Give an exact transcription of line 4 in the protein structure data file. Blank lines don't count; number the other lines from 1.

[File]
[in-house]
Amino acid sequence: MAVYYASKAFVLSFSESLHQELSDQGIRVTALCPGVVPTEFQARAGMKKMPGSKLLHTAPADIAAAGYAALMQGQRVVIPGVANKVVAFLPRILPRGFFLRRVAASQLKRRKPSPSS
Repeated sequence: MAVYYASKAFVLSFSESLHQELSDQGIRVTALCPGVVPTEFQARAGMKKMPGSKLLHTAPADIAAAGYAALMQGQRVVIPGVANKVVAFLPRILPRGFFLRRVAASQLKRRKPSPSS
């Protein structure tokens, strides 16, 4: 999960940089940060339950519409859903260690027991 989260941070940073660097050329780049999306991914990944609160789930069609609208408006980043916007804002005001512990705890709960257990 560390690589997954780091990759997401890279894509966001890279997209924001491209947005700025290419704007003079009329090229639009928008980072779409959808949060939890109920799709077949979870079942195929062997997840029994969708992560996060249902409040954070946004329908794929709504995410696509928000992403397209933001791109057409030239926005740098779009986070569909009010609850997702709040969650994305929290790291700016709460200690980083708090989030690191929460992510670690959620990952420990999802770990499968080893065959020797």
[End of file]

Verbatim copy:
């Protein structure tokens, strides 16, 4: 999960940089940060339950519409859903260690027991 989260941070940073660097050329780049999306991914990944609160789930069609609208408006980043916007804002005001512990705890709960257990 560390690589997954780091990759997401890279894509966001890279997209924001491209947005700025290419704007003079009329090229639009928008980072779409959808949060939890109920799709077949979870079942195929062997997840029994969708992560996060249902409040954070946004329908794929709504995410696509928000992403397209933001791109057409030239926005740098779009986070569909009010609850997702709040969650994305929290790291700016709460200690980083708090989030690191929460992510670690959620990952420990999802770990499968080893065959020797």